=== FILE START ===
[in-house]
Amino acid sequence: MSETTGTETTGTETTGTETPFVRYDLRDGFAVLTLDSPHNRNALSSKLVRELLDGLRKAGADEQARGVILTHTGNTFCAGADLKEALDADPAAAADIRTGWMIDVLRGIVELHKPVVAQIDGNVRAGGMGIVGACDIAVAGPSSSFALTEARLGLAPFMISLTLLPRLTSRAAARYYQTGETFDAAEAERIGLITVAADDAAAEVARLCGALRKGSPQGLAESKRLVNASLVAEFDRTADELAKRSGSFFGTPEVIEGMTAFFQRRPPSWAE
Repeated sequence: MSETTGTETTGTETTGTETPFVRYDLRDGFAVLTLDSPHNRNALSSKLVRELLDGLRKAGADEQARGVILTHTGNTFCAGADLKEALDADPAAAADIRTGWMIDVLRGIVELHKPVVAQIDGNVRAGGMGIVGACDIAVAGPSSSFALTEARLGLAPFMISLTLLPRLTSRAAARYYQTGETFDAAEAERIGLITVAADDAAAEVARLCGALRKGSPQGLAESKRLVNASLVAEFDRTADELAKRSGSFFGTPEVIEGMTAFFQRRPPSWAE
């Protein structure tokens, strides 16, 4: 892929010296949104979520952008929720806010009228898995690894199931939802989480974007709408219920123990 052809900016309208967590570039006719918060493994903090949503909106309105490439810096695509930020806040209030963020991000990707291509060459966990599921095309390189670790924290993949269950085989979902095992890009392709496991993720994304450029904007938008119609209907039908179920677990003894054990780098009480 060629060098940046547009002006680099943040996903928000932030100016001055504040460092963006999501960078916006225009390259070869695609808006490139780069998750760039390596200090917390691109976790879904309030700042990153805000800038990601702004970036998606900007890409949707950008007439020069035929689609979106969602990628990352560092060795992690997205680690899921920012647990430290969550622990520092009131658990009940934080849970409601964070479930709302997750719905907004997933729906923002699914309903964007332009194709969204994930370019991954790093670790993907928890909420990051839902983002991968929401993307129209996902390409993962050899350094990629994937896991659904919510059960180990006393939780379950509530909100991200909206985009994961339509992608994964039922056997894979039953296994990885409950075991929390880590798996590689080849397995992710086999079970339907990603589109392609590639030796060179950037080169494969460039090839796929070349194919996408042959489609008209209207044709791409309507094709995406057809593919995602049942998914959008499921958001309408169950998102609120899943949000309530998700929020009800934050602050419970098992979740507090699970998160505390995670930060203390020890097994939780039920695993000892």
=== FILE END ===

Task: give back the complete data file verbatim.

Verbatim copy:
[in-house]
Amino acid sequence: MSETTGTETTGTETTGTETPFVRYDLRDGFAVLTLDSPHNRNALSSKLVRELLDGLRKAGADEQARGVILTHTGNTFCAGADLKEALDADPAAAADIRTGWMIDVLRGIVELHKPVVAQIDGNVRAGGMGIVGACDIAVAGPSSSFALTEARLGLAPFMISLTLLPRLTSRAAARYYQTGETFDAAEAERIGLITVAADDAAAEVARLCGALRKGSPQGLAESKRLVNASLVAEFDRTADELAKRSGSFFGTPEVIEGMTAFFQRRPPSWAE
Repeated sequence: MSETTGTETTGTETTGTETPFVRYDLRDGFAVLTLDSPHNRNALSSKLVRELLDGLRKAGADEQARGVILTHTGNTFCAGADLKEALDADPAAAADIRTGWMIDVLRGIVELHKPVVAQIDGNVRAGGMGIVGACDIAVAGPSSSFALTEARLGLAPFMISLTLLPRLTSRAAARYYQTGETFDAAEAERIGLITVAADDAAAEVARLCGALRKGSPQGLAESKRLVNASLVAEFDRTADELAKRSGSFFGTPEVIEGMTAFFQRRPPSWAE
């Protein structure tokens, strides 16, 4: 892929010296949104979520952008929720806010009228898995690894199931939802989480974007709408219920123990 052809900016309208967590570039006719918060493994903090949503909106309105490439810096695509930020806040209030963020991000990707291509060459966990599921095309390189670790924290993949269950085989979902095992890009392709496991993720994304450029904007938008119609209907039908179920677990003894054990780098009480 060629060098940046547009002006680099943040996903928000932030100016001055504040460092963006999501960078916006225009390259070869695609808006490139780069998750760039390596200090917390691109976790879904309030700042990153805000800038990601702004970036998606900007890409949707950008007439020069035929689609979106969602990628990352560092060795992690997205680690899921920012647990430290969550622990520092009131658990009940934080849970409601964070479930709302997750719905907004997933729906923002699914309903964007332009194709969204994930370019991954790093670790993907928890909420990051839902983002991968929401993307129209996902390409993962050899350094990629994937896991659904919510059960180990006393939780379950509530909100991200909206985009994961339509992608994964039922056997894979039953296994990885409950075991929390880590798996590689080849397995992710086999079970339907990603589109392609590639030796060179950037080169494969460039090839796929070349194919996408042959489609008209209207044709791409309507094709995406057809593919995602049942998914959008499921958001309408169950998102609120899943949000309530998700929020009800934050602050419970098992979740507090699970998160505390995670930060203390020890097994939780039920695993000892």